If The Sun Doesn't Shine Soon...

I think I'm going to lose my tenuous grip on sanity.  The whole weekend was rainy/drizzly/gray/chilly.  Unrelentingly.  The longer this goes on the more lethargic and testy I get and those of you familiar with me know that a testy me isn't a very pleasant me to be around.  Shine, dammit.

It was Rodent Day on Bird & Squirrel TV today.  The Cardinal made a cameo appearance but flew away before I got his picture and there's no sunshine to make him look bright red and cheerful anyway so...  This little chipmunk uses our step to survey his domain.  I don't know if you can see in the picture but its cheek pouches are crammed full of cracked corn and other seeds dropped from feeders.  It was probably on its way to store the stuff in my car's air filter.

This squirrel thought it'd bypass the corn and seed on the ground and go right to the source.  See that square part sticking out from the "roof" at the top?  That's the seed container, the roof part is attached to a decorative part that slides down when something weighty gets on it and covers all of the openings with metal leaves thereby preventing the squirrel from emptying the feeder.  Ha!  Fooled you.

I made a little headway on the anklet foot yesterday and then I watched the Double Knitting online class I signed up for and finally found where she teaches how to lock the yarns together at the sides so you're making a tube instead of a muff.  I have to adapt it (of course I do) because I switch which hand holds which yarn since I can't seem to purl with my right hand--yet.  I intend to keep practicing until I either get it or run out of yarn.  Either one could take a while.

March 27--Titian, The Girl and the Mirror.  Andrew looked at the pictures scattered across the table and the floor around it.  Most of them were of a young woman with skin like milk and long, wavy red hair.  Some of the photos were torn in two.  Others had figures carved out leaving only the girl.  Andrew resisted the temptation to gather the pieces to try to reassemble them.  "Who is she?" he asked Douglas.  "Some girl who posed for art lab," he said with a shrug.  "I never knew her name."  He sifted through the mess of pictures.  "I wanted to draw her again so I took these."  Andrew was on the verge of asking why some were cut up but he heard Douglas murmur, "Poor pretty girl wouldn't hold still.  I just wanted to paint her."

Well, that's creepy.  Time to zoom off to the grocery store with Durwood.  Maybe the sun will come out later.  Fingers crossed.

Sunday, March 26, 2017

Unfortunately Unacceptable

When it came right down to it the knitting that I did on Friday night on Black to White & Back to Black Anklet #6 (such a long name for a small sock but the series is worth it) the 5 missing stitches made a huge difference.  The sole part was pinched in and... well, it was just wrong.  So I frogged it, managed to get all 36 stitches of the sides (18 each) and the 12 heel flap stitches back onto needles with minimal dropping and only a bit of yarn splitting and stitch twisting so that I could forge ahead with renewed focus on the directions and dedication to correctly COUNTING to end the evening's knitting back where I had started.  But this time I have 24 stitches and they're right.  I'll be glad to finish knitting these anklets out of a sock blank I bought from JS at Icon Fiber Arts last year (the year before?) because I love them, love the color movement, and love that I made six out of one ball of yarn.  Now that's yarn economy.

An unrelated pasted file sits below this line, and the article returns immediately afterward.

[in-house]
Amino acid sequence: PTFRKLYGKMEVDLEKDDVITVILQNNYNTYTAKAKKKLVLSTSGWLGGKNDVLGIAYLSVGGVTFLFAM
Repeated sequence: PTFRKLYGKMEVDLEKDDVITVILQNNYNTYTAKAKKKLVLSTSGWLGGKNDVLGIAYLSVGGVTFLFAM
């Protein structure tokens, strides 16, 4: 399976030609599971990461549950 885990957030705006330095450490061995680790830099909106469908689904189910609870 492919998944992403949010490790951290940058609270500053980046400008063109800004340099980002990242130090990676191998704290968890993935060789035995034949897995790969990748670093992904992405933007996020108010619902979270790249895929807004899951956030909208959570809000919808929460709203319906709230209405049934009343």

Yesterday afternoon I went over to play with Grand-dog Porter for a bit and while no one was looking I nabbed a couple freshly laid eggs for today's breakfast.  I had a package of Canadian Bacon so I sizzled up a slice and made myself a fried egg sandwich like my Grandma Angermeier used to make for herself when I was a kid... only she used homemade sausage of which I have none and won't because sausage is too salty.

While doing ALL the laundry yesterday I sent the waffle through the washer and dryer to tighten it up so I could see if I want to make another one to sew onto this one so it's stiffer.  I think this is just fine for a play waffle, don't you?  It's floppier than a real waffle but imagination is a good thing.

March 26-Kohosai, Benkei Minamoto no Manju.  The tiny ivory wafer was exquisitely carved.  It wasn't very thick but the artist had somehow made the figures look three-dimensional.  Their tiny faces and even smaller fingers were clear and sharp.  They looked alive, ready to leap out of the netsuke and scamper away.  Terry rubbed her thumb across the edges of the carved areas to see if the reality matched the age the dealer claimed.  She tried to remember the rules about buying and selling ivory and wondered if was really ivory or a carved bone from a cow.

And now I'm going to zip up my red hoodie and go out into the drizzle to knit with a friend who is waging war on cancer.  Red is power, you know.  Hmm, I should probably make her something red to wear...  I'll think on it.

Saturday, March 25, 2017

Bird TV

This morning's episode of Bird TV (no squirrels today) was filled with excitement, featuring a Cardinal, a Downy Woodpecker, and a Goldfinch molting from winter to spring feathers.  You could have knocked me over with a feather when I saw his mottled avocado and yellow plumage.  It's another gray, windy day with the promise of intermittent rain but seeing all those pretty birds kind of made up for it.  Kind of.